Interactions Between Invading Tumor and Lung Cells Permit Metastatic Lung Colonization of OsteosarcomaInteractions Between Invading Tumor and Lung Cells Permit Metastatic Lung Colonization of Osteosarcoma https://pediatricsnationwide.org/wp-content/themes/corpus/images/empty/thumbnail.jpg 150 150 Lauren Dembeck Lauren Dembeck https://pediatricsnationwide.org/wp-content/uploads/2021/03/Dembeck_headshot.gif
- January 26, 2024
- Lauren Dembeck
Survival signals elicited by lung tissue interactions promote osteosarcoma metastasis and represent a promising target for clinical trials in both human and canine patients.
Osteosarcoma, the most common primary tumor of bone, occurs predominantly in children, teens and young adults. Patient survival largely depends upon the presence or absence of metastasis. Within five years of diagnosis, approximately 30% of patients with localized disease die, while over 80% of patients who develop metastasis die.
“Osteosarcoma has an unusual propensity for a single location of metastasis — to the lung. When lung metastasis occurs, it makes everything much more difficult; the tumors tend to not respond to systemic therapies and become harder to resect,” explained Ryan Roberts, MD, PhD, a principal investigator for the Center for Childhood Cancer Research at the Abigail Wexner Research Institute and physician for the Division of Hematology and Oncology at Nationwide Children’s Hospital. “While resection surgeries have greatly improved in recent years, systemic therapies haven’t seen much progress over the past 40 years.”
Although established metastatic lesions are aggressive, it is believed that the lung is a hostile environment for invading tumor cells, thus few will survive upon reaching the lung. Dr. Roberts and colleagues have now identified mechanisms that help those few surviving cancer cells to persist within lung tissues after dissemination. The findings were published in Cellular Oncology and offer insights into therapeutic strategies that could prevent and treat metastasis.
The collaborative effort was spearheaded by then-graduate student Camille McAloney of The Ohio State University College of Veterinary Medicine. Using single-cell RNA-sequencing (scRNAseq), the team evaluated gene expression changes in murine primary osteosarcoma tumor cells and metastasis-bearing lung cells at different time points during metastatic colonization.
The gene expression changes that they identified suggested activation of the mitogen-activated protein kinase (MAPK) pathway in both early and established metastatic tumors compared with primary tumor. MAPK activity has been implicated in pro-tumorigenic functions, including transcription and stabilization of anti-apoptotic proteins. Further analysis in cultures of patient-derived tumor cells confirmed that MAPK activity, and particularly ERK phosphorylation, increased with metastasis and increased further when tumor cells were grown in the presence of fibroblasts.
To understand what specific ligands from lung stromal cells, including fibroblasts, natural killer cells and macrophages, may drive the increased ERK activity in early metastatic cells, the researchers used NicheNet, a software that can identify the mediators of cell-cell interactions in scRNAseq data, to predict active ligand-target links between interacting cells. They found that several of the stromal cells express growth factors that signal through the MAPK/ERK pathway to increase the expression of MCL1, a pro-survival protein, within tumor cells.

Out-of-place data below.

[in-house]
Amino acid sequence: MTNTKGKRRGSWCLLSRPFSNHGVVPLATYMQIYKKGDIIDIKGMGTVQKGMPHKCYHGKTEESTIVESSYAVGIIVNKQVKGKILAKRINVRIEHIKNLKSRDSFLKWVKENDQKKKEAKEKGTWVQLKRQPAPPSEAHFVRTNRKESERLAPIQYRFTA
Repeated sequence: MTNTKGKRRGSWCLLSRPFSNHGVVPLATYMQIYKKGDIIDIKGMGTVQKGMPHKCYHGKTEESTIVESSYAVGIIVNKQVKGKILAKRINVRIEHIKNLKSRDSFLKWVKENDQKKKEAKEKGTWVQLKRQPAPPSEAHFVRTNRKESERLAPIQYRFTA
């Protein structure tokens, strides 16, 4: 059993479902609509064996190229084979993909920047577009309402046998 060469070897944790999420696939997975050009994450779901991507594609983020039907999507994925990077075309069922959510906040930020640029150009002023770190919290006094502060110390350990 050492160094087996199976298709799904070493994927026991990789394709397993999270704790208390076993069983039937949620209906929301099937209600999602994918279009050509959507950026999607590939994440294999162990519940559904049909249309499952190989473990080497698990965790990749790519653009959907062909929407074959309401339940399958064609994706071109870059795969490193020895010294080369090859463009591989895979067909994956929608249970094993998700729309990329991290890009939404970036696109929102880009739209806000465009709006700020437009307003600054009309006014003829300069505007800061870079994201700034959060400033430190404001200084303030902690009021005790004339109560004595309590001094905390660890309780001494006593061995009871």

“We always thought of structural cells of the lung as being mostly inert, but here, we discovered that these cells are actively engaging with the tumor cells, giving them a way to survive an environment that is very different from the one that they came from,” added Dr. Roberts, who is also a member of the Translational Therapeutics research program at the James Comprehensive Cancer Center at The Ohio State University.
This led the team to ask whether inhibiting MCL1 could prevent metastasis or disrupt established metastatic tumors. In murine models of osteosarcoma, they found that both early and established metastases are vulnerable to MCL1 inhibition — combining MCL1 inhibition with chemotherapy both prevented colonization and eliminated established metastases in vivo.
“We were able to cure mice that had established lung metastases. I don’t think I’ve ever seen that before,” said Dr. Roberts. “We’re now working to translate these findings into the clinic.”
The researchers are testing a number of additional models and will continue collaborating with veterinary colleagues who have developed systems for conducting clinical trials in dogs, which often develop highly metastatic osteosarcoma. Thus, the therapeutic testing strategy may prove to be useful not only for pet owners but could also provide valuable preclinical safety and efficacy data before moving to clinical trials for children, explained Dr. Roberts.
McAloney CA, Makkawi R, Budhathoki Y, Cannon MV, Franz EM, Gross AC, Cam M, Vetter TA, Duhen R, Davies AE, Roberts RD. Host-derived growth factors drive ERK phosphorylation and MCL1 expression to promote osteosarcoma cell survival during metastatic lung colonization. Cell Oncol (Dordr). 2023 Sep 7. doi: 10.1007/s13402-023-00867-w. Epub ahead of print.
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